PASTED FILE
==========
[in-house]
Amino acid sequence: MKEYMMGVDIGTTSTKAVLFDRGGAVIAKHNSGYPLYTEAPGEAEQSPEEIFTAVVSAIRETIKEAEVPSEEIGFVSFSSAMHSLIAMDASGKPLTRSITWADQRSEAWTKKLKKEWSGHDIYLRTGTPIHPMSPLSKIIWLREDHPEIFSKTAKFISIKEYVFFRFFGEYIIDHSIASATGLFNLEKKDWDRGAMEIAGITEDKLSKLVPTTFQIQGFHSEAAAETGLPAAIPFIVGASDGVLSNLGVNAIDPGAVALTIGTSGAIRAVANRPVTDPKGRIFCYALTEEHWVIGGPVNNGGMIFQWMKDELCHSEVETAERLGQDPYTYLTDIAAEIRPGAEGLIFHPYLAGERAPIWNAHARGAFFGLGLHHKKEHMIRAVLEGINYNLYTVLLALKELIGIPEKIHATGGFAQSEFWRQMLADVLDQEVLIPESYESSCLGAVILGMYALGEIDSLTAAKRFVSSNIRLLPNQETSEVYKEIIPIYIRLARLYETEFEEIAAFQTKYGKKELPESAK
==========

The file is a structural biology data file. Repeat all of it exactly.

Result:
[in-house]
Amino acid sequence: MKEYMMGVDIGTTSTKAVLFDRGGAVIAKHNSGYPLYTEAPGEAEQSPEEIFTAVVSAIRETIKEAEVPSEEIGFVSFSSAMHSLIAMDASGKPLTRSITWADQRSEAWTKKLKKEWSGHDIYLRTGTPIHPMSPLSKIIWLREDHPEIFSKTAKFISIKEYVFFRFFGEYIIDHSIASATGLFNLEKKDWDRGAMEIAGITEDKLSKLVPTTFQIQGFHSEAAAETGLPAAIPFIVGASDGVLSNLGVNAIDPGAVALTIGTSGAIRAVANRPVTDPKGRIFCYALTEEHWVIGGPVNNGGMIFQWMKDELCHSEVETAERLGQDPYTYLTDIAAEIRPGAEGLIFHPYLAGERAPIWNAHARGAFFGLGLHHKKEHMIRAVLEGINYNLYTVLLALKELIGIPEKIHATGGFAQSEFWRQMLADVLDQEVLIPESYESSCLGAVILGMYALGEIDSLTAAKRFVSSNIRLLPNQETSEVYKEIIPIYIRLARLYETEFEEIAAFQTKYGKKELPESAK